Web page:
>Mitigating the Impact of Media Consolidation
>Jeff Perlstein is the Executive Director of Media Alliance, a 25 year old
>San Francisco based nonprofit training and resource center for media
>workers, community organizations, and political activists. Media Alliance's
>mission is excellence, ethics, diversity, and accountability in all aspects
>of the media in the interests of peace, justice, and social responsibility.
>Jeff will discuss the role of Media Alliance in addressing the increasing
>consolidation of the media and its impact on maintaining an informed
Jeff began his talk by putting media consolidation into perspective a bit. He quoted a very alarmed Journalism Professor who said that "consolidation in the media was leading to a dearth of alternative voices," and then pointed out that in the late 1940s, when the quote was penned, the American media were owned by about 50 different organizations. By the 1970s the number had fallen closer to 20, and now there are 7 major media empires.
The ownership situation does not tell the whole story. Until the late 1970s, there was a fairness doctrine that meant alternative voices were given two or three minutes of air time on radio and TV stations to offer counterpoints to the viewpoints expressed during the newscast. This has since been discontinued, along with much of the regulatory framework which used to require a certain amount of public service air time. In those days, proving you were providing a public service was part of the price of renewing an FCC license. Today the procedure is to literally just mail in a post card.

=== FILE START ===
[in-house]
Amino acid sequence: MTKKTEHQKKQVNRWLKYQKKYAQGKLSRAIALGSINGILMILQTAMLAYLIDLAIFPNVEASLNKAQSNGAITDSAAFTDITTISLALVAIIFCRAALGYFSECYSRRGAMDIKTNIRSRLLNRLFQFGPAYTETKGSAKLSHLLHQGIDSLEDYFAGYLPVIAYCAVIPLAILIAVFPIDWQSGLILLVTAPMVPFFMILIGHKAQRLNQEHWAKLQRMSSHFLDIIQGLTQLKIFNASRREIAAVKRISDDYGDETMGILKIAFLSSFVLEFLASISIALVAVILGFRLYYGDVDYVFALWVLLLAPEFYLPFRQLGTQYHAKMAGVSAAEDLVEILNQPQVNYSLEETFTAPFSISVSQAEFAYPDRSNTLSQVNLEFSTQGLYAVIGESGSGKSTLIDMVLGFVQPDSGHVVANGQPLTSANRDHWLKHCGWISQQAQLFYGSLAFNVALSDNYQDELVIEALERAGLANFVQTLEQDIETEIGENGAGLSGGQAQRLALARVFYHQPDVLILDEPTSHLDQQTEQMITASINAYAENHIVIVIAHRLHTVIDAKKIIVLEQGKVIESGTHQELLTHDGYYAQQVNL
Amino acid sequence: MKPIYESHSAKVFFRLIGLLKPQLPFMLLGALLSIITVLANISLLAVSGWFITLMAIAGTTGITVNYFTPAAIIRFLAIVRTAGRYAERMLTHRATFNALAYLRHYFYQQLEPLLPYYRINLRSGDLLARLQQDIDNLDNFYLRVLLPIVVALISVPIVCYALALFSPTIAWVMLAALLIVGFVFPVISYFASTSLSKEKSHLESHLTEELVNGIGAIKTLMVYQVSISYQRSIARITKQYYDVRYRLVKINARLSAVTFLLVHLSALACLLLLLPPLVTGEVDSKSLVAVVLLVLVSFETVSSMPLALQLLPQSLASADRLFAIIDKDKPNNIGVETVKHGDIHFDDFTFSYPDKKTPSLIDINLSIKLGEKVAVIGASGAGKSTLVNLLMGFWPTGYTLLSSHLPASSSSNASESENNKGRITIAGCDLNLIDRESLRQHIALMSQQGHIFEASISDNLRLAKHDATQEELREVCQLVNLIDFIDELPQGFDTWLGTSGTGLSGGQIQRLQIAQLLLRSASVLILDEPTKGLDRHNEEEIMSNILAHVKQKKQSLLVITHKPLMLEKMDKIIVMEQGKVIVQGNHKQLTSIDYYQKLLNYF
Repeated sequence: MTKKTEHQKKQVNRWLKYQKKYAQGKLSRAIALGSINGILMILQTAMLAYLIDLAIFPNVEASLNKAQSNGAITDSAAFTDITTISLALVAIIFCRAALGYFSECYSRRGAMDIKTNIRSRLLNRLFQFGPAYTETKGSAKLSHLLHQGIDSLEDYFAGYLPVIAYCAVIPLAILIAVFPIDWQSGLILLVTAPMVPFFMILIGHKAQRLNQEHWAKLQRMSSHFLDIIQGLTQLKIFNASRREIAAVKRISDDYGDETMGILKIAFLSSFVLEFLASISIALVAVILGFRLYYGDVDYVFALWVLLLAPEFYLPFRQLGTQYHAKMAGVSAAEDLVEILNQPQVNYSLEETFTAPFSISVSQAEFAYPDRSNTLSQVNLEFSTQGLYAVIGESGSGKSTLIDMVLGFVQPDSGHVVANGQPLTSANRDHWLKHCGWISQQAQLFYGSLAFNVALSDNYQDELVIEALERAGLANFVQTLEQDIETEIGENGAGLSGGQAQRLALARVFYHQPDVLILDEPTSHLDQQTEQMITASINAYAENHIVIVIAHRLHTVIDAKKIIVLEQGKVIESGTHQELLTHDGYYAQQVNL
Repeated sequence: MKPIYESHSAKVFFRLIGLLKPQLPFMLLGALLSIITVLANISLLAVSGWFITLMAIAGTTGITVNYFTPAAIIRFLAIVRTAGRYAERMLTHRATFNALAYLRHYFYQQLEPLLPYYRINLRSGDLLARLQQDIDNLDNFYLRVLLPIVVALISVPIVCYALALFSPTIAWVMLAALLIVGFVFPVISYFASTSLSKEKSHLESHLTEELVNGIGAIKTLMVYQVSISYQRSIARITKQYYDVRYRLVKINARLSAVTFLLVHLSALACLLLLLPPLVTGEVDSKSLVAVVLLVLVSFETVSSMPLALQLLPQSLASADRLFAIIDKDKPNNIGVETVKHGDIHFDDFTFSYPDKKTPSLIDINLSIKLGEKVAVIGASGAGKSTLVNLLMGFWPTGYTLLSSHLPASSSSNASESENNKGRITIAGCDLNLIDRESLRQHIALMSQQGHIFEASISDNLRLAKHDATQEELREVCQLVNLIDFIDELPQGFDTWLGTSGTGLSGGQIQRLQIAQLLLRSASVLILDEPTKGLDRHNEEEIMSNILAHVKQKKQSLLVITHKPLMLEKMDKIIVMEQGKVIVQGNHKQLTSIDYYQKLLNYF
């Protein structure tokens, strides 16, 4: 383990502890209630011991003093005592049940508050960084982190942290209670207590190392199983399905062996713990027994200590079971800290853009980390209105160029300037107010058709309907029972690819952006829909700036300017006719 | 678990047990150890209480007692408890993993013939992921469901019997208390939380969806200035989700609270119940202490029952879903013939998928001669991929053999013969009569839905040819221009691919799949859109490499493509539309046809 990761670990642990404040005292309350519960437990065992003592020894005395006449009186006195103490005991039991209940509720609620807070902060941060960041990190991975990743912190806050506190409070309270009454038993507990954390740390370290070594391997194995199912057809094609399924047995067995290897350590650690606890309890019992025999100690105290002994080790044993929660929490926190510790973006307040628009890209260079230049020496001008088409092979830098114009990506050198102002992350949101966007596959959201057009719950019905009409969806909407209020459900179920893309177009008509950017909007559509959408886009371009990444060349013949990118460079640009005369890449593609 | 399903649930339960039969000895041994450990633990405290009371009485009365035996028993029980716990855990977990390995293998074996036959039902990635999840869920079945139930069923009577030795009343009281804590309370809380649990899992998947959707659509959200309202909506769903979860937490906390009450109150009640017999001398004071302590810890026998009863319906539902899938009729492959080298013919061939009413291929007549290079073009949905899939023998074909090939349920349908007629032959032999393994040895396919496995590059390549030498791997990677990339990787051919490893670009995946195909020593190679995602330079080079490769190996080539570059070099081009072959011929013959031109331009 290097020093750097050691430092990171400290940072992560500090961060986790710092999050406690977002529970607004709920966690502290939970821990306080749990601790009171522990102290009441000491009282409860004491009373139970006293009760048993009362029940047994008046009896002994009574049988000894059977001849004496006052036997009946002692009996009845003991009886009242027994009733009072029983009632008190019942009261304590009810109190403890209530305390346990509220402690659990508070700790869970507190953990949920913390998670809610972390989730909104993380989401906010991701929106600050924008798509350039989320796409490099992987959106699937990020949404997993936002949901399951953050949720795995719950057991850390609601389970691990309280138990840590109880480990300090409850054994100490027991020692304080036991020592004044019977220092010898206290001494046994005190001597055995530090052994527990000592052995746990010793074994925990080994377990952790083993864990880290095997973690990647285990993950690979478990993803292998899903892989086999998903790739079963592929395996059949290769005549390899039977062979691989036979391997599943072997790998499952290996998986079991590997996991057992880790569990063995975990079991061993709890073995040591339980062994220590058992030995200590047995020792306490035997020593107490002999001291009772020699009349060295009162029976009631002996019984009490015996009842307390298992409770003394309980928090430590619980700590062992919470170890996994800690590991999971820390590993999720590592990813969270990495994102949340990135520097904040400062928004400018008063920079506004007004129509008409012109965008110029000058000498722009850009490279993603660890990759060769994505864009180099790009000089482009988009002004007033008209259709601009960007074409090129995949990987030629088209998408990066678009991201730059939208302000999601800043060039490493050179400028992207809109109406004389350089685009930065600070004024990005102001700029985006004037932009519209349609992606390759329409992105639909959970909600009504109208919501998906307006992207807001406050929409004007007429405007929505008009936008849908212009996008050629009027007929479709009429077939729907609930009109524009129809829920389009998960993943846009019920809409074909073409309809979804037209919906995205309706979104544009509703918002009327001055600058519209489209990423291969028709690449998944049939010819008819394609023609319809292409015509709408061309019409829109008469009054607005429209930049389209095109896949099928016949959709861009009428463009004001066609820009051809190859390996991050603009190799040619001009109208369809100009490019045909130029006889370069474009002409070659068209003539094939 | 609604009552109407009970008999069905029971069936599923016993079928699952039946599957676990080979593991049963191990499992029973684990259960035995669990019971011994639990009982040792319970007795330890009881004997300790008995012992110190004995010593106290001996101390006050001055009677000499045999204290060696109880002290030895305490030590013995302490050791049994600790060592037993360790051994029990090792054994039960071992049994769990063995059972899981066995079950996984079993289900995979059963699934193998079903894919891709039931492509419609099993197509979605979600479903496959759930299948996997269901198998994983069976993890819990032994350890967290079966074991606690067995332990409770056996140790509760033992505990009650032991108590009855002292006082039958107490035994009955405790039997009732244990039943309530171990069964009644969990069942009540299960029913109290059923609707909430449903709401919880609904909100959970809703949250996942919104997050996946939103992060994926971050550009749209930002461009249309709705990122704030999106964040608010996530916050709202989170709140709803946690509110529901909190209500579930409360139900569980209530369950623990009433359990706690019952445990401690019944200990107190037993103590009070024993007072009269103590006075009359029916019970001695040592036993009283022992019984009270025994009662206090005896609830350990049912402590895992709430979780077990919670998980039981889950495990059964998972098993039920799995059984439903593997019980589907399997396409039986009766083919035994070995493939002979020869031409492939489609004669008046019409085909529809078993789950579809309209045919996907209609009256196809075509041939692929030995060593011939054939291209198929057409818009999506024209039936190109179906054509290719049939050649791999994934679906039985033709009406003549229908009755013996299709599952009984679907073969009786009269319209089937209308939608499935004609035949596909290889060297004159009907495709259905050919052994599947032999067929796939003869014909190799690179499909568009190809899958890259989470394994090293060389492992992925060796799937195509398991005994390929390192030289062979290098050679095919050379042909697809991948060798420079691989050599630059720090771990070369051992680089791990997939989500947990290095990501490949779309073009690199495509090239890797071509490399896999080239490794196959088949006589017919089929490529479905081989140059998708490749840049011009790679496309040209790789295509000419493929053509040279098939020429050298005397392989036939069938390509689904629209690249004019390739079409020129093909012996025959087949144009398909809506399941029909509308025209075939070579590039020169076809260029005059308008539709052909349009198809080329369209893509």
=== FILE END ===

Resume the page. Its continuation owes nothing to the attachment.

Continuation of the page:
One of the major consolidation points was the Telecommunications Act of 1996, which allowed broadcasters to own an unlimited number of stations whereas they had previously been limited to 40. In addition to this, the number of stations one company could own in any one media market climbed from three to eight. Since that time, the consolidation has proceeded at a breakneck pace. Media empires have even started to buy out public broadcasting outlets and replace them with commercial stations.
Clear Channel Communications is a case in point. It has gone from 40 stations to 1200 in the past seven years. In their consolidation, they have done things like reduce the staffs of stations from a dozen people with jobs that are part of the local economy to one or two engineers, and a few people doing shifts for many stations simultaneously out of cubes in Oklahoma or some place like that. This media consolidation strategy has clear-cut most of the local content on the air in places they serve.
For an example of a better story, Jeff pointed to the Pacifica network. KPFA had managed to fend off a takeover by the Corporation for Public Broadcasting (CPB) and maintain its independent quality. He asked us to consider the enormous pressure that this one tiny network with five stations has to deal with, being the only truly progressive voice on the entire radio dial. The internal and external pressures on the staff are enormous, and the media alliance has worked with them in the past, and continues to work with them as opportunities present themselves.
For more info: http://www.media-alliance.org/
A response from a reader:
>there are alternatives www.radio4all.net